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Disruption of fish gut microbiota composition and holobiont’s metabolome during a simulated Microcystis aeruginosa (Cyanobacteria) bloom



Cyanobacterial blooms are one of the most common stressors encountered by metazoans living in freshwater lentic systems such as lakes and ponds. Blooms reportedly impair fish health, notably through oxygen depletion and production of bioactive compounds including cyanotoxins. However, in the times of the “microbiome revolution”, it is surprising that so little is still known regarding the influence of blooms on fish microbiota. In this study, an experimental approach is used to demonstrate that blooms affect fish microbiome composition and functions, as well as the metabolome of holobionts. To this end, the model teleost Oryzias latipes is exposed to simulated Microcystis aeruginosa blooms of various intensities in a microcosm setting, and the response of bacterial gut communities is evaluated in terms of composition and metabolome profiling. Metagenome-encoded functions are compared after 28 days between control individuals and those exposed to highest bloom level.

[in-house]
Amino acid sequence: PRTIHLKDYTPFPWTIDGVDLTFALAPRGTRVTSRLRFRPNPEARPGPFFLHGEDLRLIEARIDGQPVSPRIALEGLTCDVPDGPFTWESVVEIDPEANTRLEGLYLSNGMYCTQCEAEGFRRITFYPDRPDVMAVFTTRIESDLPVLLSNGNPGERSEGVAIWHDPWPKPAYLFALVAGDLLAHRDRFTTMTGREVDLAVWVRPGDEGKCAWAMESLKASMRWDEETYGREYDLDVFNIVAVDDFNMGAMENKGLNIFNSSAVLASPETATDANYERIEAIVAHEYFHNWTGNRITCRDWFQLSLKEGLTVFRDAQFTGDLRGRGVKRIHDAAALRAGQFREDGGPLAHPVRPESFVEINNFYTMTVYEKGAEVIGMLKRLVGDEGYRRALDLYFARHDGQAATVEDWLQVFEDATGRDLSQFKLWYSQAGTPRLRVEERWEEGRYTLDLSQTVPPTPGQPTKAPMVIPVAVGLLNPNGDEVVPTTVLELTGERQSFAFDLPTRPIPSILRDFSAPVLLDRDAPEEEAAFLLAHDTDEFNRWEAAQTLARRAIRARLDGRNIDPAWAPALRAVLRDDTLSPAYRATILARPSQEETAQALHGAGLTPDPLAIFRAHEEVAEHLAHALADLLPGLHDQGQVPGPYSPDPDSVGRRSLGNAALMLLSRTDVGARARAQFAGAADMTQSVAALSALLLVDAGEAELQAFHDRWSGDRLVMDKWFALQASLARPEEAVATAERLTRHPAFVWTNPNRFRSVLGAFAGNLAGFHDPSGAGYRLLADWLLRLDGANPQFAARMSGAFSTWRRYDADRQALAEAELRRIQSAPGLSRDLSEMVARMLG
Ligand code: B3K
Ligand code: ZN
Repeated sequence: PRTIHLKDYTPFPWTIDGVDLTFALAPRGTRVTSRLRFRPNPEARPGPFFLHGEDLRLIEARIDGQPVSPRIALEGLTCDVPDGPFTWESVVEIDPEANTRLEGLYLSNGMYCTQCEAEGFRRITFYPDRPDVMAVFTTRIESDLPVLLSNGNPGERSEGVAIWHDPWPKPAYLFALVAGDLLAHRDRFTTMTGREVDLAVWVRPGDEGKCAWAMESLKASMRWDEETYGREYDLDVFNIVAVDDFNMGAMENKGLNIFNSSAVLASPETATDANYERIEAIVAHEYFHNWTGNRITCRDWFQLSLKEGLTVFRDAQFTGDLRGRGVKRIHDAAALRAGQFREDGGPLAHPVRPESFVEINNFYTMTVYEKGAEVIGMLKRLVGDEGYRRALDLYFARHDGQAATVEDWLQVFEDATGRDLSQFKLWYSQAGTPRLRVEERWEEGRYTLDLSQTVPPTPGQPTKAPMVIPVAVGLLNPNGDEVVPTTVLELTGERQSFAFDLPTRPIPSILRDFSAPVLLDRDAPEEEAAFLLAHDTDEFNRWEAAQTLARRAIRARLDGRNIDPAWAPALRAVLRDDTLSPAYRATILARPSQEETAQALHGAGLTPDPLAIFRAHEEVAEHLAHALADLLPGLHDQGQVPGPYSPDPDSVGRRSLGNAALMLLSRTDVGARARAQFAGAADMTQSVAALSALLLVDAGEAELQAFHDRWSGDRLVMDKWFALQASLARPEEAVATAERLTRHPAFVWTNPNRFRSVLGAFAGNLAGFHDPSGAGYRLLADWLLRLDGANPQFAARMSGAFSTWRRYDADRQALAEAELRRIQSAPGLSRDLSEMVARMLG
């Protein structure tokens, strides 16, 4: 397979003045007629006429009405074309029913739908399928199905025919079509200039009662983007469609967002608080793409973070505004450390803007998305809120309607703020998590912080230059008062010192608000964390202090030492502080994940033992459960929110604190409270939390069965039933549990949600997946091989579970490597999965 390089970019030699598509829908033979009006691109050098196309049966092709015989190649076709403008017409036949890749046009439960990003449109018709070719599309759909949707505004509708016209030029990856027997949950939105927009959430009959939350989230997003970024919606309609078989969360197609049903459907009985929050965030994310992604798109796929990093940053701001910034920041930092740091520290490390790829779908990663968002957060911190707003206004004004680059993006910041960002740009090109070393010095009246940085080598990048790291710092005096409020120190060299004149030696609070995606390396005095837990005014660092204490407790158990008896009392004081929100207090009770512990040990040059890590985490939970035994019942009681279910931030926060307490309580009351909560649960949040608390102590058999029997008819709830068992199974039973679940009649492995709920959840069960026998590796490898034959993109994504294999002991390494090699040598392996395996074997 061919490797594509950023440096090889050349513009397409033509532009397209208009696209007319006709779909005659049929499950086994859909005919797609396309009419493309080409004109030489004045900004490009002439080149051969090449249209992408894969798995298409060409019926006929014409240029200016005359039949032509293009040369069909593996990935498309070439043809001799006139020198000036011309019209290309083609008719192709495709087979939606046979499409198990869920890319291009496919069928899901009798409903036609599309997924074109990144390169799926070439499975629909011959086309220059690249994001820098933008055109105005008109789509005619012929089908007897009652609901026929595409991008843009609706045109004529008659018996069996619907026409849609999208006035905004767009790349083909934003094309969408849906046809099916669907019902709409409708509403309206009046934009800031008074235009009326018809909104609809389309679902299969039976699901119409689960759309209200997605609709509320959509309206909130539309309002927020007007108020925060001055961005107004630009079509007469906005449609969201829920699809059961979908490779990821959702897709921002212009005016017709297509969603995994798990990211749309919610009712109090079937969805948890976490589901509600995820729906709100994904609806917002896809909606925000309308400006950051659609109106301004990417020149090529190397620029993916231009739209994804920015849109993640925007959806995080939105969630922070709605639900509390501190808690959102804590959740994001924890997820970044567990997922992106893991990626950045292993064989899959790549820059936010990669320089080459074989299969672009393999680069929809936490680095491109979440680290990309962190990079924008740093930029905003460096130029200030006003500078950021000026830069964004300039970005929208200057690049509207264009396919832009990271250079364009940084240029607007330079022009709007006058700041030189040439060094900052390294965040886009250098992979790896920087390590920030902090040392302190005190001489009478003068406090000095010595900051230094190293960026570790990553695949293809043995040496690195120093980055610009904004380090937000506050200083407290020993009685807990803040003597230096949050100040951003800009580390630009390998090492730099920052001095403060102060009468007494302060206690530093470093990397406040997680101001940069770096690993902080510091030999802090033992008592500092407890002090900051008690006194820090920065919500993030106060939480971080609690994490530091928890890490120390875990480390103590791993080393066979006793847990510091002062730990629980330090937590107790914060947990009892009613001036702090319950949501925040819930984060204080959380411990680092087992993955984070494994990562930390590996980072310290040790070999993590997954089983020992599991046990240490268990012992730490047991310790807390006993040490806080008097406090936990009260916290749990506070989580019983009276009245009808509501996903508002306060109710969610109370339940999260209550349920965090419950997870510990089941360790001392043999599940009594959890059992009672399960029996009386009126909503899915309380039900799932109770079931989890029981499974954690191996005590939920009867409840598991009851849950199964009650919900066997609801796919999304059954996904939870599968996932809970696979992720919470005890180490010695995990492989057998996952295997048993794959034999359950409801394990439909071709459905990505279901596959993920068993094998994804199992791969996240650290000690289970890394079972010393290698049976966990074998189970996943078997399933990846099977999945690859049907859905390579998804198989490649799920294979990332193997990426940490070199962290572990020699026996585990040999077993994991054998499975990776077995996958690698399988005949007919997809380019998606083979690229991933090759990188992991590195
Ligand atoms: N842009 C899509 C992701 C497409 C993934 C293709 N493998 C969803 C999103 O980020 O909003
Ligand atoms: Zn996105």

The gut bacterial community of O. latipes exhibits marked responses to the presence of M. aeruginosa blooms in a dose-dependent manner. Notably, abundant gut-associated Firmicutes almost disappear, while potential opportunists increase. The holobiont’s gut metabolome displays major changes, while functions encoded in the metagenome of bacterial partners are more marginally affected. Bacterial communities tend to return to original composition after the end of the bloom and remain sensitive in case of a second bloom, reflecting a highly reactive gut community.


Gut-associated bacterial communities and holobiont functioning are affected by both short and long exposure to M. aeruginosa, and show evidence of post-bloom resilience. These findings point to the significance of bloom events to fish health and fitness, including survival and reproduction, through microbiome-related effects. In the context of increasingly frequent and intense blooms worldwide, potential outcomes relevant to conservation biology as well as aquaculture warrant further investigation.

Video Abstract